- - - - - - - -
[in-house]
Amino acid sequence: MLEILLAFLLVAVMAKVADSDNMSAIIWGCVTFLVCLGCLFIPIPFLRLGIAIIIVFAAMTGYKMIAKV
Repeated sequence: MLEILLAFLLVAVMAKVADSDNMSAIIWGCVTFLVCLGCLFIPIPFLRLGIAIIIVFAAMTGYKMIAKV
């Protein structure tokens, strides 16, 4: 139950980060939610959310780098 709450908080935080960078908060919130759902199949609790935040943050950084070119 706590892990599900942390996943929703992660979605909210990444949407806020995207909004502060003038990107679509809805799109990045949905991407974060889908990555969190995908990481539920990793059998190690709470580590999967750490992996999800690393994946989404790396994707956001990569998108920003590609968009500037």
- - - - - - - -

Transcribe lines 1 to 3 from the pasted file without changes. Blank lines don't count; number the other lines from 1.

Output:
[in-house]
Amino acid sequence: MLEILLAFLLVAVMAKVADSDNMSAIIWGCVTFLVCLGCLFIPIPFLRLGIAIIIVFAAMTGYKMIAKV
Repeated sequence: MLEILLAFLLVAVMAKVADSDNMSAIIWGCVTFLVCLGCLFIPIPFLRLGIAIIIVFAAMTGYKMIAKV